When sending an important letter or document through the mail, you probably want confirmation that your item reached its destination. The United States Postal Service (USPS) offers several different options for tracking letters and packages. You'll pay a fee over and above actual postage costs, but you'll have proof that delivery was made or attempted.
The Cost of Postage
As of January 2020, the cost to send a letter domestically First Class is 55 cents for a standard-sized rectangular envelope weighing up to one ounce. Standard-sized postcards cost 35 cents, while oversized postcards are priced at 55 cents, the same as a letter. Square, oversized or odd-sized envelopes, such as those that come with some greeting cards, are priced starting at 70 cents for the first ounce. They're not machine-readable, so you have to pay for the extra cost of manual processing.
Maximum Mailing Weights for First Class
The maximum weight for a First Class letter is 3.5 ounces. For large envelopes (called "flats") or parcels, the maximum weight is 13 ounces. Letters, flats and parcels cost 55 cents for the first ounce and an additional 15 cents per ounce or fraction of an ounce. For example, a three-ounce letter would cost 85 cents to mail First Class ($0.55 + $0.15 + $0.15). A thirteen-ounce flat would cost $2.35 for First Class ($0.55 for the first ounce and $1.80 for the additional 12 ounces).
USPS Letter Tracking
The USPS cannot track your mail without a tracking number. With the following options, you'll get a unique number assigned to your mail piece at the time of mailing that will allow you to track using USPS postage tracking. USPS tracking statuses are available online. Simply type your tracking number in the space provided on the USPS tracking website.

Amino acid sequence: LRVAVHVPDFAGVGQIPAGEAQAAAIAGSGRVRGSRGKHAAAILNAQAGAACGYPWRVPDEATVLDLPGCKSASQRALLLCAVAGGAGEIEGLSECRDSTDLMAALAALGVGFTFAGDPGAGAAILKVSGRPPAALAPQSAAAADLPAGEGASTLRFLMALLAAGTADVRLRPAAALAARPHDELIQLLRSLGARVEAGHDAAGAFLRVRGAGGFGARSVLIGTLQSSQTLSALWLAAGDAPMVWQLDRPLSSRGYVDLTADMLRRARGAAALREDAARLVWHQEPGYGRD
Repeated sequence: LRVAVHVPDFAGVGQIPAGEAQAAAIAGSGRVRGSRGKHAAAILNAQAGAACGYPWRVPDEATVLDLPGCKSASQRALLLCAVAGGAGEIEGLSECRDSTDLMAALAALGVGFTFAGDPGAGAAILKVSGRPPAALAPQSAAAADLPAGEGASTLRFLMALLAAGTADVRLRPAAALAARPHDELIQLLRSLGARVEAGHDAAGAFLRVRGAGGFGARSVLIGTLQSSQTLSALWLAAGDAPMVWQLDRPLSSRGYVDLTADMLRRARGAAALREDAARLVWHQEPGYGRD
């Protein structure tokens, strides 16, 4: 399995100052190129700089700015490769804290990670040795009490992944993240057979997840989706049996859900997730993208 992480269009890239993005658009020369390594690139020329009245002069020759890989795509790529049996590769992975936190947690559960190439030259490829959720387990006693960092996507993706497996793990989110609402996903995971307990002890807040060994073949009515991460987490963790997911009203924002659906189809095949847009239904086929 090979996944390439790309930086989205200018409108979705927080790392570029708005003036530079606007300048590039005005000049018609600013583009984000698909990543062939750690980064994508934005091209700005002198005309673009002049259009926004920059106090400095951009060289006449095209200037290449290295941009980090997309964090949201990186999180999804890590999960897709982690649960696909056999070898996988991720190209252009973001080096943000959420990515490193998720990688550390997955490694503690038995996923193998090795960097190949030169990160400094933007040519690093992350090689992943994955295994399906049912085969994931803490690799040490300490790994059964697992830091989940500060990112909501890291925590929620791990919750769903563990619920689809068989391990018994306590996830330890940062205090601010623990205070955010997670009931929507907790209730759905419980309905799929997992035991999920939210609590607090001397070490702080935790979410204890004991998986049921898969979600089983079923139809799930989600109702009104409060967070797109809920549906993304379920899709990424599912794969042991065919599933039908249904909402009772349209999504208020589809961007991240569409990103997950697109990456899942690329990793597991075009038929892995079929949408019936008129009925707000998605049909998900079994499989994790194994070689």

Priority Mail: Tracking and delivery within one to three business days. A Priority Flat Rate envelope costs $7.75 (or $8.05 for legal size) no matter the weight or destination.
Certified Mail: Provides proof that the item was mailed at the time of mailing. Certified mail costs $3.35 in addition to postage. If you want to receive confirmation of delivery or a delivery attempt, it's another $2.75 for a mailed receipt or $1.45 for an electronic receipt.
Registered Mail: Requires a signature upon delivery. If someone is not available to sign for the mail piece, it will be held at the post office for pickup by the intended recipient. Registered mail starts at $12.40 and increases according to weight, destination and declared value of the item.
Registered Mail Restricted Delivery: The most secure service offered by the USPS. As with registered mail, a signature is required upon delivery or the item will be held at the post office for pickup. The sender can direct that delivery be made only to the addressee or the addressee's agent. The fee for Registered Mail Restricted Delivery is $5.20 in addition to the cost for Certified or Registered mail. Delivery times for Registered and Registered Mail Restricted Delivery average 10 to 14 days because of the extra time needed for security and manual processing.
If Your Mail Is Lost
Each day, the USPS processes and delivers approximately 187.8 million pieces of First Class mail alone. With the sheer volume of letters and packages traveling across the country, it's inevitable that a mail piece is occasionally misdirected or lost.
If a mail piece has been late or missing for seven days or more (at least 14 days for Registered Mail), contact the USPS directly by phoning your local post office or calling the Consumer Affairs office at 1-800-275-8777. The USPS will conduct a search, although it cannot guarantee the missing item will be located.
To file a missing mail search request, you will need to provide the following information:
- Sender and recipient addresses
- Date of mailing
- Tracking number
- Description of the mailpiece (such as 9x12 brown envelope)
- Detailed description of the contents
Denise Dayton, M.S., M.Ed. is a freelance writer specializing in careers, education and technology. In addition to writing for corporate clients, she has published articles in Library Journal and The Searcher.